The National Oceanic and Atmospheric Administration has developed a roadmap for getting Oregon Coast coho off the endangered species list, but it relies on cooperation from partners, including community members, conservation groups, and timber companies.
The purpose of setting a goal for recovery is to ensure “we have those species around for future generations,” according to Kenneth Phippen, the Oregon Coast Branch Chief for NOAA’s West Coast region.
On Feb. 20, he presented on “Breathing Life into the Oregon Coast Coho Salmon Recovery Plan” as part of the Necanicum Watershed Council’s Listening to the Land lecture series, hosted in partnership with the Seaside Public Library.
NOAA’s long-term strategy for de-listing coho salmon — and keeping them off the list — is outlined in the Oregon Coast Coho Salmon Recovery Plan, which was finalized in December 2016. The plan builds on past and current efforts to restore the coho salmon, particularly with a call for “continued actions to repair the ecosystem processes that influence the health and stability of the rearing habitats for juvenile coho salmon,” according to a plan summary. Using the plan as a foundation, the department can develop focused annual work plans with specific milestones.
Too often, Phippen said, bureaucrats put together plans that sit on the shelf without leading to tangible action, when “they’re supposed to be living documents.” Nine months after the recovery plan was approved, the Oregon Coast Coho Salmon Workshop Team worked to develop a vision statement to ensure the document remained tangible and fresh.
Additionally, the plan is supplemented by a Recovery Implementation Strategy, which includes excerpts for each of the five strata on the Oregon Coast. Clatsop County is in the North Coast Stratum, which includes the Necanicum, Nehalem, Tillamook and Nestucca rivers.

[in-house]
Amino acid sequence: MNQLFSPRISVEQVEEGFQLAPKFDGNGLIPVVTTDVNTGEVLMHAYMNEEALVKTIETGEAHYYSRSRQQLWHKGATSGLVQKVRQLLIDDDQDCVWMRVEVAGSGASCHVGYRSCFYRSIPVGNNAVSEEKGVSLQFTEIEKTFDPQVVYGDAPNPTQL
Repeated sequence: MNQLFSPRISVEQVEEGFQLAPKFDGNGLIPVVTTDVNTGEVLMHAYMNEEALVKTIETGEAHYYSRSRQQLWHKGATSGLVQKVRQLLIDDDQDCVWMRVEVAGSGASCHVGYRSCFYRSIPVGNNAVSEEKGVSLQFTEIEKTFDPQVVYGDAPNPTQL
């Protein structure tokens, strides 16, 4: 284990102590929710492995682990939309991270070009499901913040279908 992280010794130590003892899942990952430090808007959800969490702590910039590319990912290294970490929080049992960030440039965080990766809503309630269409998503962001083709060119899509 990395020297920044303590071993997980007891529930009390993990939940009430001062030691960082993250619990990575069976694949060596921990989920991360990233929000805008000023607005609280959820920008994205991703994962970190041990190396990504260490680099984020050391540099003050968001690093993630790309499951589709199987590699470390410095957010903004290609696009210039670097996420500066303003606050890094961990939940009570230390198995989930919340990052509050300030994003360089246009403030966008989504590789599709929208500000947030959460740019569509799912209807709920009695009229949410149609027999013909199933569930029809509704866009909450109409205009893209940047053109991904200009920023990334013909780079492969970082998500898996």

What does a recovery plan do?
Out of 28 salmon species from the West Coast currently listed as endangered or threatened, the coho is relatively the closest to recovery, Phippen said, adding there is still work to be done.
While there are multiple variables at play, he added, “We really need to dig down deep and figure out what we as NOAA Fisheries can do to implement the plan.” To that end, the agency developed a ground strategy with several proactive and specific goals, one of which is managing the riparian area along rivers and streams and increasing the quality, quantity and diversity of winter and summer juvenile rearing habitat.
Other goals include establishing focused protection and restoration efforts within forestry and agriculture; promoting actions that strengthen coho populations along with sustainable local community and economies that rely on working lands; and enhancing monitoring programs and science.
“We’re actually making very specific commitments in our daily work in association to our recovery plan,” Phippen said, adding the ground strategy does not amend or revise the recovery plan, but rather “identifies and prioritizes actions NOAA will take unilaterally or in partnership with others.”
For the first time, he added, NOAA Fisheries is developing its annual work plans alongside the agency’s Restoration Center staff to ensure their work is complementary and progressing toward similar objectives.
As Phippen pointed out, success is not measured by merely getting coho salmon de-listed as an endangered species, but also through creating the infrastructure and environment for the species to continue thriving so it does not become re-listed a few years down the road.
Making a difference
Phippen said they have seen success in the state when a couple smaller watershed councils or other conservation organizations build a coalition and consolidate their efforts. His agency can provide support through funding and by helping groups identify opportunities for working together.
Additionally, community members can contribute to the recovery effort by sharing detailed information at the population level to help develop and implement strategic action plans alongside the Oregon Department of Fish and Wildlife and other agencies and local stakeholders.
“You know that ground,” Phippen said, adding that level of localized familiarity is especially valuable. “The bottom line question is, are you going to continue this exciting journey with us?”
The Listening to the Land series runs through May. Each lecture takes place at 6 p.m. at the library. In March, Jakob Shockey, a wildlife biologist and the owner of Beaver State Wildlife Solutions, will present on “Resolving Conflicts with Beaver using Natural Science and Design.”